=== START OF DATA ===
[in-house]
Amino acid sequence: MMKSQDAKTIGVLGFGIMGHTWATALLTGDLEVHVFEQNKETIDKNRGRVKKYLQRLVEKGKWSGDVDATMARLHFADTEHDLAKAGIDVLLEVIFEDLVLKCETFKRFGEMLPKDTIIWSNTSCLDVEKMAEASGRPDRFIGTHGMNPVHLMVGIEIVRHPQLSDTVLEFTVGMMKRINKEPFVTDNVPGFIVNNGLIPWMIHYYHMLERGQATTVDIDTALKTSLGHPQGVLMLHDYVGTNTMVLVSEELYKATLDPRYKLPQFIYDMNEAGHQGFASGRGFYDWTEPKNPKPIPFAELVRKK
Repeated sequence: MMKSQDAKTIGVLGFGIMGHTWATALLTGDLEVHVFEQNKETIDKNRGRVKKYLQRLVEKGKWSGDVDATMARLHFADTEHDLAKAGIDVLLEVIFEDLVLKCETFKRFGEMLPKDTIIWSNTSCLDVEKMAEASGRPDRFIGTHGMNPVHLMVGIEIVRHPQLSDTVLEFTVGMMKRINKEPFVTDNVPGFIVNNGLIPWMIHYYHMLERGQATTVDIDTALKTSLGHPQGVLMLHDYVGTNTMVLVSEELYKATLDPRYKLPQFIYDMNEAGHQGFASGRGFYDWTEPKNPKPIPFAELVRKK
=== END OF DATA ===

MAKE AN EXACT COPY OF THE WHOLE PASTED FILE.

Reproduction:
[in-house]
Amino acid sequence: MMKSQDAKTIGVLGFGIMGHTWATALLTGDLEVHVFEQNKETIDKNRGRVKKYLQRLVEKGKWSGDVDATMARLHFADTEHDLAKAGIDVLLEVIFEDLVLKCETFKRFGEMLPKDTIIWSNTSCLDVEKMAEASGRPDRFIGTHGMNPVHLMVGIEIVRHPQLSDTVLEFTVGMMKRINKEPFVTDNVPGFIVNNGLIPWMIHYYHMLERGQATTVDIDTALKTSLGHPQGVLMLHDYVGTNTMVLVSEELYKATLDPRYKLPQFIYDMNEAGHQGFASGRGFYDWTEPKNPKPIPFAELVRKK
Repeated sequence: MMKSQDAKTIGVLGFGIMGHTWATALLTGDLEVHVFEQNKETIDKNRGRVKKYLQRLVEKGKWSGDVDATMARLHFADTEHDLAKAGIDVLLEVIFEDLVLKCETFKRFGEMLPKDTIIWSNTSCLDVEKMAEASGRPDRFIGTHGMNPVHLMVGIEIVRHPQLSDTVLEFTVGMMKRINKEPFVTDNVPGFIVNNGLIPWMIHYYHMLERGQATTVDIDTALKTSLGHPQGVLMLHDYVGTNTMVLVSEELYKATLDPRYKLPQFIYDMNEAGHQGFASGRGFYDWTEPKNPKPIPFAELVRKK